Argus set a brisk pace as he led the clones in an orderly jog through the corridors. They seemed to enjoy it and it burned up their excess energy.
“Sir,” Oscar bobbed along beside him, both were breathing as if they were still walking and not running.
“What is it, Oscar?”
“I want to know about choice.”
Argus looked down at him; the boy’s dark brown hair was cut short just like his. At times it was unnerving seeing so many copies of himself. Maybe he should recommend they all get different haircuts? “What did you want to know?”
They reached a junction and angled left towards the gym.
“Everyone tells us that we should make our own choices, but there are some that are not up to us.”
The boy had an easy, efficient stride, just like his. Oscar looked down, contemplating the floor as his brow furrowed. “I’d like to stay with you, sir.”
Argus rested a hand lightly on the boy’s shoulder. “You don’t want to go to Kaarn?”
“I don’t know anything about it, sir, but...I’d...like to stay with you, if that’s alright.”
Glancing back briefly at the others, Argus asked, “Do the others feel the same way?”
The boy’s forehead crinkled further. “Not all of us do. Some...would like to go with the wolves. We’ve...” His words were strained, as if he were trying a new language. “Made friends with some of them.”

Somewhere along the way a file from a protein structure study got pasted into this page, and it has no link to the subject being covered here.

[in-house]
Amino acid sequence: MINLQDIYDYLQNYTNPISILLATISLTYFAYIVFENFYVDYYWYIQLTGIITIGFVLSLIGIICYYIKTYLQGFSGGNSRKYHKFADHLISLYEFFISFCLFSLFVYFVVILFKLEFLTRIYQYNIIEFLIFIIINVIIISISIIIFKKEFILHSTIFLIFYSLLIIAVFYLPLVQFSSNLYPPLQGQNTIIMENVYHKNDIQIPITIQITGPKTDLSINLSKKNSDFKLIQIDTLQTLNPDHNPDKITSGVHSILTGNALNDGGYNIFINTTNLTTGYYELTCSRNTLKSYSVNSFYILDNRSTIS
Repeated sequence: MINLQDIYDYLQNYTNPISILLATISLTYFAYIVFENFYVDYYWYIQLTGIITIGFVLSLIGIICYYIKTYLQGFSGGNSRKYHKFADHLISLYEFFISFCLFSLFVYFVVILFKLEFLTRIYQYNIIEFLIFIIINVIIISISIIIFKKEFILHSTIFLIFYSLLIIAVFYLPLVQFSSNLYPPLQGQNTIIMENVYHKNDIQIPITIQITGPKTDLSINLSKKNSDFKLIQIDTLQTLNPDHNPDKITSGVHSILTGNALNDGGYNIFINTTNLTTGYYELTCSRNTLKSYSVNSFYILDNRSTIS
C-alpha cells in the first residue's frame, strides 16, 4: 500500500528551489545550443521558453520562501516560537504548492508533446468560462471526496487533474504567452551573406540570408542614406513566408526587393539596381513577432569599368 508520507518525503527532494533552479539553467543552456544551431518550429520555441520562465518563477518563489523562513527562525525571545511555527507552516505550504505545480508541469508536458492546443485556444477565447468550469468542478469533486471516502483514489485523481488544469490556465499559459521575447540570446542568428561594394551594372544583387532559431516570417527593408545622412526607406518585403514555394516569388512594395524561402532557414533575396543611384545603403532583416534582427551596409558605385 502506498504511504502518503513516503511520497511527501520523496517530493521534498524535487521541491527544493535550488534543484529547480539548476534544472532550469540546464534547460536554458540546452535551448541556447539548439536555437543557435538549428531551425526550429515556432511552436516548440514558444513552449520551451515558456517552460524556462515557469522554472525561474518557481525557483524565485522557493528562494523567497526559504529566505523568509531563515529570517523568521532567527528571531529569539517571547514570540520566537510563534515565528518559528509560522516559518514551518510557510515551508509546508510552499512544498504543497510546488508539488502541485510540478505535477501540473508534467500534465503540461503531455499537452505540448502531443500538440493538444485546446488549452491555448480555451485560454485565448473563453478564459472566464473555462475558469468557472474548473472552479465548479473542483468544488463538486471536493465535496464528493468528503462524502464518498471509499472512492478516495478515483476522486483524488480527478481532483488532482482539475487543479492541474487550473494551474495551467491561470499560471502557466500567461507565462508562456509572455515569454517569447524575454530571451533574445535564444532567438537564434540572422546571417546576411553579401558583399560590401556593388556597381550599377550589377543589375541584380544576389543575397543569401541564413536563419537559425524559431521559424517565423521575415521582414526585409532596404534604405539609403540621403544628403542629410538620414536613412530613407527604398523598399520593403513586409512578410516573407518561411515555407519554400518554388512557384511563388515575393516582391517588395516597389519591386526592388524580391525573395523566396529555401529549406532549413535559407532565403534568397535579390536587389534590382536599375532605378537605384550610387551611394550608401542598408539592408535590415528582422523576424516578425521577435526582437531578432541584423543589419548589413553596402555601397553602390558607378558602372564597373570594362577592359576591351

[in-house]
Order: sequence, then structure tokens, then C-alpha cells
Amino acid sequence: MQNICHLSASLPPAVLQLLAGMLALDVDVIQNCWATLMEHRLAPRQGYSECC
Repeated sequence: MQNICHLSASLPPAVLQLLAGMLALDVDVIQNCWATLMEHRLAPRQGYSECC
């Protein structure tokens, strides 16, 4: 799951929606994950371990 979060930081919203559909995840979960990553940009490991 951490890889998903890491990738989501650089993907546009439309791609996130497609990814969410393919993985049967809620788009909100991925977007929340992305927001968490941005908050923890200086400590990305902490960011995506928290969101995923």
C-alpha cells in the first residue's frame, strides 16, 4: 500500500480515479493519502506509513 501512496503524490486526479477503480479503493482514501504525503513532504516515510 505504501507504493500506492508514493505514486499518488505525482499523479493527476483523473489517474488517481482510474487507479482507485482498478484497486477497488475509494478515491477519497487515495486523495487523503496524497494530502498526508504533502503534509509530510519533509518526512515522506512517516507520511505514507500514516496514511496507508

“You want to be separated from each other?” Argus asked in surprise.
“I...” Oscar looked up at him with eyes that were confused and contained a swirl of emotions. He was breathing harder now, but not because of the jog. “We don’t want to, sir.” His lips quavered and then stretched as he tried to make sense of what was happening inside him. “I...we...want to stay together, but...we all want different things too. It’s very confusing, sir. It’s not acceptable.”
Argus squeezed his shoulder and slowed to a stop. He turned back to the others. “We should talk about this.”
Oscar said, “If you gave us an order, we will follow it, sir.” There was a plea in his trusting eyes.
As a career military man, Argus might not know a great deal about personal relationships with women, but he did understand about leadership and when to give it. “This is something you have to decide for yourself, Oscar. All of you have to make this decision. You have to choose what’s most important to you. This may mean you will have to sacrifice something.”
“Sacrifice?” Oscar said reluctantly.
“You can’t stay with me, Oscar. It’s too dangerous. We’re fighting enemies on every side. I can’t have you with me.”
“But we can fight, sir. You’ve seen us.”
Argus sighed and shook his head. “I know you can, but that’s not what I meant.”
“Is it because we’re children?”
A tide of memory washed into Argus’s mind, his first kill as a soldier for the Federation; he was only slightly older than Oscar. Argus could feel the angled hardness of the gun in his hands, the butt square against his shoulder, and his finger resting lightly on the guard as he aimed the laser sight. He was a killer before he understood what living was.